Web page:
I am not saying that there should be no help for the disabled or for the victims of unforeseen tragedies; but that should not be a permanent arrangement.  I, too, am seventy five percent disabled.  I could have lived off the welfare system.  Instead, I chose to go into a work, which I could handle as a handicapped person.  I had to have two years of hospitalization before I was physically fit, and nine years of training before I qualified for the work, which I had decided to do.  I have a nephew that was disabled at the age of twenty.  He sits in a wheel chair.  He could have become a useful member in society, but he elected to remain a helpless quadriplegic.  Financially, he does no longer need help, but mentally he is dying.  I have known people, who were in worse shape than he is or I was, and they refused to live as mental cripples.  There is no disease worse than being mentally disabled.  And there is nothing sadder than to have a healthy body that lives with a depraved mind.

The mind, which suffers from a self-degradation, will not succeed.  It is like the man, who buried his one talent and kept guarding it for fear of loosing it.  This man has many, way too many followers.  Particularly, Christians are to be content in whatsoever state they are.  That was what the Apostle Paul believed, but should we?  He said it at a time, when the return of Christ was expected during their lifetime.  But when the return of Christ did not come about, he too had to change and tell people to put in an honest day’s work.  Of course, there are areas in the world, where people are coerced into poverty.  But to think that the Bible encourages poverty or contentment is false.  It is against making materialism as an end in itself, but not a means to an end.  It is not money that is evil, but the love for it.  Jesus encouraged his followers to make friends with those, who can manage the means of Mammon, because they will need their help during financial troubles.  Jesus was against turning Mammon into a god, or making him the only reason, why man exists.  Misery loves company, but not that kind. 

God never intended man to remain a pauper; especially, to think that one honors God by being one.  The lazy virgins that did not fill their lamps were not rewarded.  It is the foolish man that builds his house on the sand, and thinks that it will withstand the forces of nature.  Unfortunately, we live with people, who feel for foolish victims, who keep on living on the borders of disaster.  We are all told, that if we persist in constructing our lives with certain materials, that we shall suffer or even die.  We do not have to wait for judgment day to see our house or life cave in.  The Lord will provide, but He will not put it into our mouths.  If we continue to manage badly, then we will also eat poorly.  The “Parable of the Weeds” teaches that when we sleep instead of weeding, we can no longer harvest ourselves (Mt. 13:24-30).  One year, weed seed mixed in with grain seed and father burned both.  He could not feed it to the animals, if we did, we could not use the manure.  He explained that it was too tedious a job to separate the two seeds.  Weed seeds are small and stick to larger seeds.  The easiest way to kill weeds is to cut it before it ripens, rather than pull it and uproot the grain.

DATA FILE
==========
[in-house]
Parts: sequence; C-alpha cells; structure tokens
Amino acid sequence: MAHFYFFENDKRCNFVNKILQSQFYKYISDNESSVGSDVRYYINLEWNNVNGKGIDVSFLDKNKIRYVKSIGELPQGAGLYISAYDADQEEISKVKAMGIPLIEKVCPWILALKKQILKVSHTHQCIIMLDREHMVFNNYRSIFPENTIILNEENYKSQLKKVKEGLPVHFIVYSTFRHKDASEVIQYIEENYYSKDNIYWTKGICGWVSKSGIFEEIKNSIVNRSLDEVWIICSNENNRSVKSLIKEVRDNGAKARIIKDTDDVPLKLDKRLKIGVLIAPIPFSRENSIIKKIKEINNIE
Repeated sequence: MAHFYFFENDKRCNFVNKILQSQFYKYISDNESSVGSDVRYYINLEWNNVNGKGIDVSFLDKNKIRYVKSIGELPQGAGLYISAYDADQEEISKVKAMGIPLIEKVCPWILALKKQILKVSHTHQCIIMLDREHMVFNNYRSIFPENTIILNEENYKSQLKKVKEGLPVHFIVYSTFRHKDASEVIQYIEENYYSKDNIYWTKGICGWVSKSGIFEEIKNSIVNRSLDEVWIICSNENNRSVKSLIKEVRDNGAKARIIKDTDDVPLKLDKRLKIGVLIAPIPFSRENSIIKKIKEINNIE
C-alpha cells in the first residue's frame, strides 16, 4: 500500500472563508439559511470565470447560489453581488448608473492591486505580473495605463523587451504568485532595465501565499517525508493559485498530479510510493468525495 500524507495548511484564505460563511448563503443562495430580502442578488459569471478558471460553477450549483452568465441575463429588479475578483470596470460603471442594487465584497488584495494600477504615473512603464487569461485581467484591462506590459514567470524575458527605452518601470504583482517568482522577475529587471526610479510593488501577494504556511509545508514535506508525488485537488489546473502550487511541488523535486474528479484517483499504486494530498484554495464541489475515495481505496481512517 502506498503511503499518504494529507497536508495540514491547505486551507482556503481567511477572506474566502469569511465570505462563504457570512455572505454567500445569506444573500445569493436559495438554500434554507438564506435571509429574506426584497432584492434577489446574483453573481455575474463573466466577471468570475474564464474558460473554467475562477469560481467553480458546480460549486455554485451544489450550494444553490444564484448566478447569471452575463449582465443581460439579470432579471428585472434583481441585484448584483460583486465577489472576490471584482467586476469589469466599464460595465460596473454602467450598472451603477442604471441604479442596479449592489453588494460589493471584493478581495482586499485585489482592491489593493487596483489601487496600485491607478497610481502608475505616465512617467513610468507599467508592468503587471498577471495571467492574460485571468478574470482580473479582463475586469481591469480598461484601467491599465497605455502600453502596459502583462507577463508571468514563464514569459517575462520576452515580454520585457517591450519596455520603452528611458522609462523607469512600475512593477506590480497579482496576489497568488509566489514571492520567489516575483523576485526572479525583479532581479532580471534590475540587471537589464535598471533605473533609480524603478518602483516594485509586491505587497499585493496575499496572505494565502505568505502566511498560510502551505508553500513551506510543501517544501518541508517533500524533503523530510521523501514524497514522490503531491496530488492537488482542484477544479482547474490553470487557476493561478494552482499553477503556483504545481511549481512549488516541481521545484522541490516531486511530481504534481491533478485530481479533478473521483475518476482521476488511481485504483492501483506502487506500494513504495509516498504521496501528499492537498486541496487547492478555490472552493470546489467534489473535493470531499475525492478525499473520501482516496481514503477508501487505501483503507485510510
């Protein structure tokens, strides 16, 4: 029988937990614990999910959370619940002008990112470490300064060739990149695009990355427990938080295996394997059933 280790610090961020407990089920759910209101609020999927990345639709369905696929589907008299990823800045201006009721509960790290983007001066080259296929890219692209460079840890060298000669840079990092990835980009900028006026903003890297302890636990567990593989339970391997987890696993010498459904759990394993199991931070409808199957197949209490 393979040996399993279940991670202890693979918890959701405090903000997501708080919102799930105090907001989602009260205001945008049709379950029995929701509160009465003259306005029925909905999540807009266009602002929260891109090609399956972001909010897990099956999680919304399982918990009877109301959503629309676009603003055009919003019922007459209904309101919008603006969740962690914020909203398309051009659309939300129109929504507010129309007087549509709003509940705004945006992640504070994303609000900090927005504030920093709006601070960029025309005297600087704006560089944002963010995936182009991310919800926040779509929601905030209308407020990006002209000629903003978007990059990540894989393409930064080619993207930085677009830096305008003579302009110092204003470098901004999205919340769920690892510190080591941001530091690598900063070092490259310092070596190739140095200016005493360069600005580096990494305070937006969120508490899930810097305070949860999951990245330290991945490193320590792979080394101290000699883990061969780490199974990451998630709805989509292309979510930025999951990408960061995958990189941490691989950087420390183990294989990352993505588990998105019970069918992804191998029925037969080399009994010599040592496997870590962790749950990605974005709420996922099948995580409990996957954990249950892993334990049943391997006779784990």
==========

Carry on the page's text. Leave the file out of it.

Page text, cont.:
As a boy, I recall that we harvested once a year and managed to store food for an entire year.  We had no storage places in town or money when we ran out of food that we could buy some.  For instance, we stored potatoes on the ground by covering them with straw and dirt.  When it got colder, we applied another cover of straw and dirt.  The dirt was taken from next to the potato pile and thus creating a ditch for the water to drain and keep the crop dry.  On top of the pile, we left a small hole for the potatoes to breathe.  My point is, that we managed well and had potatoes until the new ones could be harvested.  We found ways of storing most of our supplies.  There was no system, to which we could go to, and get help, when our supplies ran out.  This was in the Ukraine and in Poland.  Now Germany had an industrial monitory system that did the storing.  The USA has a welfare system based on the taxes of property owners.  It also has an unemployment tax based on income or salaries.  When we got married, my wife applied for unemployment benefits.  She was denied assistance because she had a husband, who was decent, the wrong race and the wrong color, and she gave up her job to marry me and then looked for another closer to home.  Some time later, I too applied for a job.  I had a doctorate in my field and over thirty students in just one class, but the job went to a black man with three students and no higher education.  In spite of the unfair politics, I earned my bread as a handicapped person in another job.  Jesus did not endorse the one talent man regardless of his race or creed (Mt. 25:24-30).